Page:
“Lady Elizabeth seemed almost overwhelmed by all that her marriage to a royal Prince meant to her. For a moment as she left her father’s house and saw the royal coach, with its gilded trappings, awaiting her and heard the great shout of greeting from the populace, she paused, half frightened, and it was a very nervous girl who bowed shyly as she passed through the crowds that lined the way to the Abbey.”
The Pageantry of Princess Margaret
The next generation of non-heirs would include a much higher profile affair.
Princess Margaret was the sister to the sitting monarch, Queen Elizabeth. But her colorful personality generated headlines — for falling in love with a divorced Royal Air Force pilot, for enjoying a Louis Armstrong concert that “broke all the rules of theatrical protocol” — and propelled her to a level of celebrity that many spares are usually, uh, spared.
So when she married Antony Armstrong-Jones in 1960, The Times was among the news outlets the world over that covered it. The event was the first British royal wedding to be broadcast on television.
The Times story described the scene in London, reporting that 250,000 observed the pageantry. Some “burst through the police lines to swarm in front of Buckingham Palace” while others “surged around the car as the young couple drove through the City of London to embark on their honeymoon.” At the end of the day’s festivities, the newspaper reported that there more cheers from the shores as “the royal yacht Britannia dropped down the misty Thames” bound for the Caribbean.
A Royal Televised Spectacle
By 1973, 500 million television viewers from around the world would be able to watch the first wedding for one of Queen Elizabeth II’s children, Princess Anne as she married Captain Mark Phillips in Westminster Abbey.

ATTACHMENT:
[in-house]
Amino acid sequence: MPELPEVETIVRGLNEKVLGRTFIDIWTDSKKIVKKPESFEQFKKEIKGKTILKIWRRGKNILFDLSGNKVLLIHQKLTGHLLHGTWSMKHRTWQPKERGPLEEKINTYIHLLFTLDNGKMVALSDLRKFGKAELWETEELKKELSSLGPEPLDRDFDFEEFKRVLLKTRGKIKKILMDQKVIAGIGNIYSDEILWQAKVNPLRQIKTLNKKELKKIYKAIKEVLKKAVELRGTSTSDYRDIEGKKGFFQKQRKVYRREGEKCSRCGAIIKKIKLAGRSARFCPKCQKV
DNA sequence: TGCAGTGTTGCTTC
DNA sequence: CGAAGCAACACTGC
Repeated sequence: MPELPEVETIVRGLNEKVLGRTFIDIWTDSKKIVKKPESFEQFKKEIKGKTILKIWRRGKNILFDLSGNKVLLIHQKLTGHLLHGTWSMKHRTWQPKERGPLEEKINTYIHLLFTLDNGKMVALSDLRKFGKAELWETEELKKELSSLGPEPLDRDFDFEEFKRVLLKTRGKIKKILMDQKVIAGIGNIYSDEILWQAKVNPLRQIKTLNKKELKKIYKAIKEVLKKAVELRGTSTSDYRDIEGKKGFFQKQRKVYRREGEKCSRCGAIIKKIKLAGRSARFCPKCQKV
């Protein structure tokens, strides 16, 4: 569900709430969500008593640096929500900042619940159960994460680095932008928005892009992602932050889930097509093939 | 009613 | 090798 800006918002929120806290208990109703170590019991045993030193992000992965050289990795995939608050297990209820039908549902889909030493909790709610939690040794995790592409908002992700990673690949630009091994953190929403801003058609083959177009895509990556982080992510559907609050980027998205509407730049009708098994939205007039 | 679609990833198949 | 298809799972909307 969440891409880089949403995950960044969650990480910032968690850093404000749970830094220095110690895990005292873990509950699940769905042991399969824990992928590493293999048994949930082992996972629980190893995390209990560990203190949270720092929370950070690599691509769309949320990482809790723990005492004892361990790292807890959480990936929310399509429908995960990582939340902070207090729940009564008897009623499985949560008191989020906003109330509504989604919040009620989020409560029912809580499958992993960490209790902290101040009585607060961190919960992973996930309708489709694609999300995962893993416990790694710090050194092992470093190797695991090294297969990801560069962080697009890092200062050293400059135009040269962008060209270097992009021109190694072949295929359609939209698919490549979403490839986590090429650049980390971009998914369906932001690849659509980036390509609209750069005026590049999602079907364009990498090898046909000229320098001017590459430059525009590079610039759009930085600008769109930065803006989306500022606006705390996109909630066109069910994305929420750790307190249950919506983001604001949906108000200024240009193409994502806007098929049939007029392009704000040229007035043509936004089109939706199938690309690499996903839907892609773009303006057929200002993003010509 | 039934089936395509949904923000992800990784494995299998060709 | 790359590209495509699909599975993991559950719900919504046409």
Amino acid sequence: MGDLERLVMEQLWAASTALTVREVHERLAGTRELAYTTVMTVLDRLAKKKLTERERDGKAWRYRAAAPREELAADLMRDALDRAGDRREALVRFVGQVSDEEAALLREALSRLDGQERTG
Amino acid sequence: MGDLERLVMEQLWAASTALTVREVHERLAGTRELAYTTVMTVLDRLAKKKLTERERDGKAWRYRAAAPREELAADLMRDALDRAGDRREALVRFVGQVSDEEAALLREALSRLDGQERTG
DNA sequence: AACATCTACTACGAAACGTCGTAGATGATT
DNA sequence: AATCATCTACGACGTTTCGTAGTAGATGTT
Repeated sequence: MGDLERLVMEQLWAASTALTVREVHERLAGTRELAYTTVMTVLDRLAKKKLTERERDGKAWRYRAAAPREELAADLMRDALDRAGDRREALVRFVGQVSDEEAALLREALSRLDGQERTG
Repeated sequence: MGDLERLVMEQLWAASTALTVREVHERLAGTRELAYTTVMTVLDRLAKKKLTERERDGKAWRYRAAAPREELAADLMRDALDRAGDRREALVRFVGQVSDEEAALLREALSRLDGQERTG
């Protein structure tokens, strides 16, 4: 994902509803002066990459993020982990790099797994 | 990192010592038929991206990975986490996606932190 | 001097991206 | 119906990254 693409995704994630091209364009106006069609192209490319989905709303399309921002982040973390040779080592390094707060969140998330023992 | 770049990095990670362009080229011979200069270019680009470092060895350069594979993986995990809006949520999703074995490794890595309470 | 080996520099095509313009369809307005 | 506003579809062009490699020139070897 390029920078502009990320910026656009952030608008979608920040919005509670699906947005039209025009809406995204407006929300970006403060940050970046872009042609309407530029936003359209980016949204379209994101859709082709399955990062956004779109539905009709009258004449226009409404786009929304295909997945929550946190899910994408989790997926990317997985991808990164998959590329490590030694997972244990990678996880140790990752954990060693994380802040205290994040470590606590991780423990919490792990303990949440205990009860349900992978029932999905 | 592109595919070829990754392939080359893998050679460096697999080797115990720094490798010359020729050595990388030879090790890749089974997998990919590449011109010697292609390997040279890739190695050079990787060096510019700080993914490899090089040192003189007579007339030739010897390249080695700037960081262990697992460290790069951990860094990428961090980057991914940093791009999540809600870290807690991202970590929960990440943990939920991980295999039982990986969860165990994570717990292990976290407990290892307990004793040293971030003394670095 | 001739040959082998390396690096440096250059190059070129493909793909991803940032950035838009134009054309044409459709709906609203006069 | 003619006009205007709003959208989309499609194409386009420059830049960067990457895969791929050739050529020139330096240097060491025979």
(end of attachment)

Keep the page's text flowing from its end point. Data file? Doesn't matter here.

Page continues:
The Times reported that “interest in the occasion was so high that London streets were deserted except for the processional crowds. Many in the capital and elsewhere in the country took the day off to watch the ceremony at home on television and escape from the dire news about the latest economic crisis here.”
The queen’s oldest child, Prince Charles, was in attendance at Westminster Abbey for the wedding. His own wedding, to Lady Diana Spencer in 1980, would be viewed by an even greater worldwide television audience, estimated at around 700 million.
Multiple Generations Welcome Fergie to the Royal Family
By the time Prince Andrew — the third of Queen Elizabeth’s children to marry — wed Sarah Ferguson on July 23, 1986, the “numbing avalanche” of press coverage had compared the growing royal family to popular contemporary television shows like “Dallas” and “Dynasty.”
The Times columnist Anna Quindlen contrasted the constant tabloid attention on Ms. Ferguson’s weight with her own ritual of watching royal weddings with a bag of Peanut M & Ms.
The Times front-page story, written by a foreign correspondent and future Times executive editor, Joseph Lelyveld, reminded readers that “at its core, under all the layers of pomp, circumstance and tabloid romanticizing, was the simple and dignified marriage ceremony.”
Further down was a photo of a 4-year-old Prince William, fulfilling his duty as a part of the bridal procession.
The spotlight may linger on a spare, but only for so long.